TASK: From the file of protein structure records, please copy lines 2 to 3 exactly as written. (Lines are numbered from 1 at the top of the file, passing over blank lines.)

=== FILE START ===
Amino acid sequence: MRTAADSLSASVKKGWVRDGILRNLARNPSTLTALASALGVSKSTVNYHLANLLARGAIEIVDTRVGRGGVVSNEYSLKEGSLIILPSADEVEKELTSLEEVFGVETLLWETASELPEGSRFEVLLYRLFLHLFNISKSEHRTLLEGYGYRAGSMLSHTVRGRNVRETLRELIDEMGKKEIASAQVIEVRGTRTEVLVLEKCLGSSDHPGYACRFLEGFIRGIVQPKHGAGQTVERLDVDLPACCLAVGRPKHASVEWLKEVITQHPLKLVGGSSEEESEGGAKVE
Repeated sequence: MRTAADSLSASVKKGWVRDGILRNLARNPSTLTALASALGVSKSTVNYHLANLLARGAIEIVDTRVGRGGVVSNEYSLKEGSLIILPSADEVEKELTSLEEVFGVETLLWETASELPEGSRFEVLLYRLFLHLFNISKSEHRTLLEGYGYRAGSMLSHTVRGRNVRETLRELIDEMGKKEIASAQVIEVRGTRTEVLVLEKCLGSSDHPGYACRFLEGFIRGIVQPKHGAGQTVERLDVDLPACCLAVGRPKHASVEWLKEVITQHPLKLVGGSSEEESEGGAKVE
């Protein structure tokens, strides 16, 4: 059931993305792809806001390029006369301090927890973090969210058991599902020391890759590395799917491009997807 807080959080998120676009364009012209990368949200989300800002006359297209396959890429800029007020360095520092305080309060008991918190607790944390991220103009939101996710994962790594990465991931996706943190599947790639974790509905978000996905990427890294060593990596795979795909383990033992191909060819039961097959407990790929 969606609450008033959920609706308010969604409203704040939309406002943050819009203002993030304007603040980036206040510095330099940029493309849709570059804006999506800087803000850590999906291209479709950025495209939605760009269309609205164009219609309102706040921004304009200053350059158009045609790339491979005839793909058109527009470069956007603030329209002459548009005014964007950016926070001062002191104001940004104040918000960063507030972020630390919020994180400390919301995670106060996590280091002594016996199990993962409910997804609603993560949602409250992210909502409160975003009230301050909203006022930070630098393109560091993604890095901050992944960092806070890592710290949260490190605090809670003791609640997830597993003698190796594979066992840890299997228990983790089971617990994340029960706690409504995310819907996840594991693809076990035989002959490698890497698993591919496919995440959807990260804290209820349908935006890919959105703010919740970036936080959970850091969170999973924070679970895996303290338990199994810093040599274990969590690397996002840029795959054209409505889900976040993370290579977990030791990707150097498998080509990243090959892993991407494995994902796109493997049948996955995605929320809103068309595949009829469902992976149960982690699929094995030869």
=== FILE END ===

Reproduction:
Repeated sequence: MRTAADSLSASVKKGWVRDGILRNLARNPSTLTALASALGVSKSTVNYHLANLLARGAIEIVDTRVGRGGVVSNEYSLKEGSLIILPSADEVEKELTSLEEVFGVETLLWETASELPEGSRFEVLLYRLFLHLFNISKSEHRTLLEGYGYRAGSMLSHTVRGRNVRETLRELIDEMGKKEIASAQVIEVRGTRTEVLVLEKCLGSSDHPGYACRFLEGFIRGIVQPKHGAGQTVERLDVDLPACCLAVGRPKHASVEWLKEVITQHPLKLVGGSSEEESEGGAKVE
């Protein structure tokens, strides 16, 4: 059931993305792809806001390029006369301090927890973090969210058991599902020391890759590395799917491009997807 807080959080998120676009364009012209990368949200989300800002006359297209396959890429800029007020360095520092305080309060008991918190607790944390991220103009939101996710994962790594990465991931996706943190599947790639974790509905978000996905990427890294060593990596795979795909383990033992191909060819039961097959407990790929 969606609450008033959920609706308010969604409203704040939309406002943050819009203002993030304007603040980036206040510095330099940029493309849709570059804006999506800087803000850590999906291209479709950025495209939605760009269309609205164009219609309102706040921004304009200053350059158009045609790339491979005839793909058109527009470069956007603030329209002459548009005014964007950016926070001062002191104001940004104040918000960063507030972020630390919020994180400390919301995670106060996590280091002594016996199990993962409910997804609603993560949602409250992210909502409160975003009230301050909203006022930070630098393109560091993604890095901050992944960092806070890592710290949260490190605090809670003791609640997830597993003698190796594979066992840890299997228990983790089971617990994340029960706690409504995310819907996840594991693809076990035989002959490698890497698993591919496919995440959807990260804290209820349908935006890919959105703010919740970036936080959970850091969170999973924070679970895996303290338990199994810093040599274990969590690397996002840029795959054209409505889900976040993370290579977990030791990707150097498998080509990243090959892993991407494995994902796109493997049948996955995605929320809103068309595949009829469902992976149960982690699929094995030869």